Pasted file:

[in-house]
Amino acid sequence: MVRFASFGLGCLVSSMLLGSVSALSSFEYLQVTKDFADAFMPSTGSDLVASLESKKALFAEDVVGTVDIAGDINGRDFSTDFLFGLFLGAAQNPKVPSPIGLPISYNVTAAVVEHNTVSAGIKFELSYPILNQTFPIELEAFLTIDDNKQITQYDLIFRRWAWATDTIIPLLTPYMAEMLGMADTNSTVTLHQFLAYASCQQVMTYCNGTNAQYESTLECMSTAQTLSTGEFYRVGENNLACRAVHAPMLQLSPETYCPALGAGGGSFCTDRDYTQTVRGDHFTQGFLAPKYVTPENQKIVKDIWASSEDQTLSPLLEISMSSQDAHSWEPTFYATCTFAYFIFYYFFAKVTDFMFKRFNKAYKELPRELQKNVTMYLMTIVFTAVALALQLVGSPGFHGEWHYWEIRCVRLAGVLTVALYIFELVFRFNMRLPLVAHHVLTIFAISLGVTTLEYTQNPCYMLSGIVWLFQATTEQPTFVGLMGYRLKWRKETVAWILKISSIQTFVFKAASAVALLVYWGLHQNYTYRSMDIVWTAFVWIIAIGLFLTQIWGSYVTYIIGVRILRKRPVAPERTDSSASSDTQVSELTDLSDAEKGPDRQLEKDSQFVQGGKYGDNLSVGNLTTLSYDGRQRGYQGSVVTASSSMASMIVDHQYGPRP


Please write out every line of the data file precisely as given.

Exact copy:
[in-house]
Amino acid sequence: MVRFASFGLGCLVSSMLLGSVSALSSFEYLQVTKDFADAFMPSTGSDLVASLESKKALFAEDVVGTVDIAGDINGRDFSTDFLFGLFLGAAQNPKVPSPIGLPISYNVTAAVVEHNTVSAGIKFELSYPILNQTFPIELEAFLTIDDNKQITQYDLIFRRWAWATDTIIPLLTPYMAEMLGMADTNSTVTLHQFLAYASCQQVMTYCNGTNAQYESTLECMSTAQTLSTGEFYRVGENNLACRAVHAPMLQLSPETYCPALGAGGGSFCTDRDYTQTVRGDHFTQGFLAPKYVTPENQKIVKDIWASSEDQTLSPLLEISMSSQDAHSWEPTFYATCTFAYFIFYYFFAKVTDFMFKRFNKAYKELPRELQKNVTMYLMTIVFTAVALALQLVGSPGFHGEWHYWEIRCVRLAGVLTVALYIFELVFRFNMRLPLVAHHVLTIFAISLGVTTLEYTQNPCYMLSGIVWLFQATTEQPTFVGLMGYRLKWRKETVAWILKISSIQTFVFKAASAVALLVYWGLHQNYTYRSMDIVWTAFVWIIAIGLFLTQIWGSYVTYIIGVRILRKRPVAPERTDSSASSDTQVSELTDLSDAEKGPDRQLEKDSQFVQGGKYGDNLSVGNLTTLSYDGRQRGYQGSVVTASSSMASMIVDHQYGPRP